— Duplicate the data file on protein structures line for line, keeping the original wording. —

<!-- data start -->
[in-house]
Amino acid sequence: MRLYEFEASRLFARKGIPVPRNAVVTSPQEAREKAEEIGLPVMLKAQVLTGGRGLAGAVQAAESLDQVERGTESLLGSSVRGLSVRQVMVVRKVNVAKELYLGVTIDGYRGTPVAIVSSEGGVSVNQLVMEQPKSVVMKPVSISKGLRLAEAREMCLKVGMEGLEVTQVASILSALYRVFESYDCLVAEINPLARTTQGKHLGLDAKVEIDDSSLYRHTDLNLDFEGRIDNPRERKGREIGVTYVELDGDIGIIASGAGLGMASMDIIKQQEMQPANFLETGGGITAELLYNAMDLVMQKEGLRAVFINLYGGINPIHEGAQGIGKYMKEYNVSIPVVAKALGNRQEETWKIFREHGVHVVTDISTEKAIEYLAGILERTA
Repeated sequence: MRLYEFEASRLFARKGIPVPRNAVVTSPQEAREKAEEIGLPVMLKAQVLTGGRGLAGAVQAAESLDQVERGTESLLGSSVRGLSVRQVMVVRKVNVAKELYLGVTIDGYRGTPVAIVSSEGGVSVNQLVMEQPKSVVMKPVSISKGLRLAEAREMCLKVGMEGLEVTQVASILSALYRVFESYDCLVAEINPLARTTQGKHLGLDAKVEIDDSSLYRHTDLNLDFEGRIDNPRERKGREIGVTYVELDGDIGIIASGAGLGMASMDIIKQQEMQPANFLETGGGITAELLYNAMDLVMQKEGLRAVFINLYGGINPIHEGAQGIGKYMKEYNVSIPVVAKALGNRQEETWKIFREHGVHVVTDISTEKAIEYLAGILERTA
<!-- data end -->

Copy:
[in-house]
Amino acid sequence: MRLYEFEASRLFARKGIPVPRNAVVTSPQEAREKAEEIGLPVMLKAQVLTGGRGLAGAVQAAESLDQVERGTESLLGSSVRGLSVRQVMVVRKVNVAKELYLGVTIDGYRGTPVAIVSSEGGVSVNQLVMEQPKSVVMKPVSISKGLRLAEAREMCLKVGMEGLEVTQVASILSALYRVFESYDCLVAEINPLARTTQGKHLGLDAKVEIDDSSLYRHTDLNLDFEGRIDNPRERKGREIGVTYVELDGDIGIIASGAGLGMASMDIIKQQEMQPANFLETGGGITAELLYNAMDLVMQKEGLRAVFINLYGGINPIHEGAQGIGKYMKEYNVSIPVVAKALGNRQEETWKIFREHGVHVVTDISTEKAIEYLAGILERTA
Repeated sequence: MRLYEFEASRLFARKGIPVPRNAVVTSPQEAREKAEEIGLPVMLKAQVLTGGRGLAGAVQAAESLDQVERGTESLLGSSVRGLSVRQVMVVRKVNVAKELYLGVTIDGYRGTPVAIVSSEGGVSVNQLVMEQPKSVVMKPVSISKGLRLAEAREMCLKVGMEGLEVTQVASILSALYRVFESYDCLVAEINPLARTTQGKHLGLDAKVEIDDSSLYRHTDLNLDFEGRIDNPRERKGREIGVTYVELDGDIGIIASGAGLGMASMDIIKQQEMQPANFLETGGGITAELLYNAMDLVMQKEGLRAVFINLYGGINPIHEGAQGIGKYMKEYNVSIPVVAKALGNRQEETWKIFREHGVHVVTDISTEKAIEYLAGILERTA